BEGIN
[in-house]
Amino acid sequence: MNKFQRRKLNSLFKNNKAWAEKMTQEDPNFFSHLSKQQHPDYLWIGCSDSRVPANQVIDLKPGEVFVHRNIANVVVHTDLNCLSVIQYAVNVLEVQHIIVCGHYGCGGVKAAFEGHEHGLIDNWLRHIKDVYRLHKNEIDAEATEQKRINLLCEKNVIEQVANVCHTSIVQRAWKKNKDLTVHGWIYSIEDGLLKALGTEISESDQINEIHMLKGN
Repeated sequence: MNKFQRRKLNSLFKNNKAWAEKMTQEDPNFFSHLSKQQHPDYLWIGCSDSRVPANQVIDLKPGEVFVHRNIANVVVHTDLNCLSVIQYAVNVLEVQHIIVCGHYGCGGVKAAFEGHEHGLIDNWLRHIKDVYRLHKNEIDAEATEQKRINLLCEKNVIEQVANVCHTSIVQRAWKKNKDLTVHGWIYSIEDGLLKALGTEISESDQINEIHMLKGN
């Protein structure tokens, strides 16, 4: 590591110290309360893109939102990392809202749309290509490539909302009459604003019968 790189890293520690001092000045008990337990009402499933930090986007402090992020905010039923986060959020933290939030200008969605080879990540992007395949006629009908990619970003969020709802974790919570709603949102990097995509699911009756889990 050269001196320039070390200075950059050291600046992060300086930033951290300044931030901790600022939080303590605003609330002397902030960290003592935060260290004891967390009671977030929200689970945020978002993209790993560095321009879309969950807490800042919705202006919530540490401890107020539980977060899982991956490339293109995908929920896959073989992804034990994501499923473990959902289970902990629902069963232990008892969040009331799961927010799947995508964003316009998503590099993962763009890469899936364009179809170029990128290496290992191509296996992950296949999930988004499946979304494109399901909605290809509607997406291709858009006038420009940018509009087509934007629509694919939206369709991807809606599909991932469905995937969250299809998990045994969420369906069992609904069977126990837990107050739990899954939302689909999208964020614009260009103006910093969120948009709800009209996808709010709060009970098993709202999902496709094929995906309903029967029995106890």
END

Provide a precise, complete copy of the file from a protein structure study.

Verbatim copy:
[in-house]
Amino acid sequence: MNKFQRRKLNSLFKNNKAWAEKMTQEDPNFFSHLSKQQHPDYLWIGCSDSRVPANQVIDLKPGEVFVHRNIANVVVHTDLNCLSVIQYAVNVLEVQHIIVCGHYGCGGVKAAFEGHEHGLIDNWLRHIKDVYRLHKNEIDAEATEQKRINLLCEKNVIEQVANVCHTSIVQRAWKKNKDLTVHGWIYSIEDGLLKALGTEISESDQINEIHMLKGN
Repeated sequence: MNKFQRRKLNSLFKNNKAWAEKMTQEDPNFFSHLSKQQHPDYLWIGCSDSRVPANQVIDLKPGEVFVHRNIANVVVHTDLNCLSVIQYAVNVLEVQHIIVCGHYGCGGVKAAFEGHEHGLIDNWLRHIKDVYRLHKNEIDAEATEQKRINLLCEKNVIEQVANVCHTSIVQRAWKKNKDLTVHGWIYSIEDGLLKALGTEISESDQINEIHMLKGN
């Protein structure tokens, strides 16, 4: 590591110290309360893109939102990392809202749309290509490539909302009459604003019968 790189890293520690001092000045008990337990009402499933930090986007402090992020905010039923986060959020933290939030200008969605080879990540992007395949006629009908990619970003969020709802974790919570709603949102990097995509699911009756889990 050269001196320039070390200075950059050291600046992060300086930033951290300044931030901790600022939080303590605003609330002397902030960290003592935060260290004891967390009671977030929200689970945020978002993209790993560095321009879309969950807490800042919705202006919530540490401890107020539980977060899982991956490339293109995908929920896959073989992804034990994501499923473990959902289970902990629902069963232990008892969040009331799961927010799947995508964003316009998503590099993962763009890469899936364009179809170029990128290496290992191509296996992950296949999930988004499946979304494109399901909605290809509607997406291709858009006038420009940018509009087509934007629509694919939206369709991807809606599909991932469905995937969250299809998990045994969420369906069992609904069977126990837990107050739990899954939302689909999208964020614009260009103006910093969120948009709800009209996808709010709060009970098993709202999902496709094929995906309903029967029995106890």